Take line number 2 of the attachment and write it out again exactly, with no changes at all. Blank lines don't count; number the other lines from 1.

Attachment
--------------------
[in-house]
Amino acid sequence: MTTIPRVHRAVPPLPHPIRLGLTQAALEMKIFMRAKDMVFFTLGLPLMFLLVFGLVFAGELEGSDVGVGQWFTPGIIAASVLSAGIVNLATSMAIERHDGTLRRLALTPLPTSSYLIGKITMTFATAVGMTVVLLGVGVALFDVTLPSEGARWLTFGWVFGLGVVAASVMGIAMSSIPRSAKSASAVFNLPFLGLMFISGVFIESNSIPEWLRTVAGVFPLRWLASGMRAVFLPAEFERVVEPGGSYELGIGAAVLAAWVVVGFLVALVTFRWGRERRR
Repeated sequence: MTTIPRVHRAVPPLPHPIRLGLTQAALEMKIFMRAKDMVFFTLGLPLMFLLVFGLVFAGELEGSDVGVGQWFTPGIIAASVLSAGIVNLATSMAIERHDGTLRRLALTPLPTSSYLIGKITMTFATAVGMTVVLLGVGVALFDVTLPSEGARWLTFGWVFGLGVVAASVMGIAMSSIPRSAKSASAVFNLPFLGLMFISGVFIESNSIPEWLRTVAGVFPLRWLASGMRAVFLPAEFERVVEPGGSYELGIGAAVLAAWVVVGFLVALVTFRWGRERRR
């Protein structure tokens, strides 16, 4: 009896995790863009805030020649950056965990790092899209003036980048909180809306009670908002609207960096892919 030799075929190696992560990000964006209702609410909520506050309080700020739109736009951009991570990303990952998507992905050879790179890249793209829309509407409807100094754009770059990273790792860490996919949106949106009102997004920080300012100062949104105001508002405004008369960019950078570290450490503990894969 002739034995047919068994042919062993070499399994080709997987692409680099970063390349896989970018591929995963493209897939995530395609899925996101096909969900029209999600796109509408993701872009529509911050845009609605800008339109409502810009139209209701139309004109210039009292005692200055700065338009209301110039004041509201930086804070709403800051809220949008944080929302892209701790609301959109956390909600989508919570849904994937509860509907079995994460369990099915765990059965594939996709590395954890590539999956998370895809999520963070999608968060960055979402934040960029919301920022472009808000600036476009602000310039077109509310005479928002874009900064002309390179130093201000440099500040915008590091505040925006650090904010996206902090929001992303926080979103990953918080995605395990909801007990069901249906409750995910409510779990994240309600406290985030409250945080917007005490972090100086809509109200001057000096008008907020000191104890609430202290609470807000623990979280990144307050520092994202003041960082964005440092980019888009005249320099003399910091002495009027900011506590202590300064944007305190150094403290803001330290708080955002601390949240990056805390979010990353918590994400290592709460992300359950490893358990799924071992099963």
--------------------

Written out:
Amino acid sequence: MTTIPRVHRAVPPLPHPIRLGLTQAALEMKIFMRAKDMVFFTLGLPLMFLLVFGLVFAGELEGSDVGVGQWFTPGIIAASVLSAGIVNLATSMAIERHDGTLRRLALTPLPTSSYLIGKITMTFATAVGMTVVLLGVGVALFDVTLPSEGARWLTFGWVFGLGVVAASVMGIAMSSIPRSAKSASAVFNLPFLGLMFISGVFIESNSIPEWLRTVAGVFPLRWLASGMRAVFLPAEFERVVEPGGSYELGIGAAVLAAWVVVGFLVALVTFRWGRERRR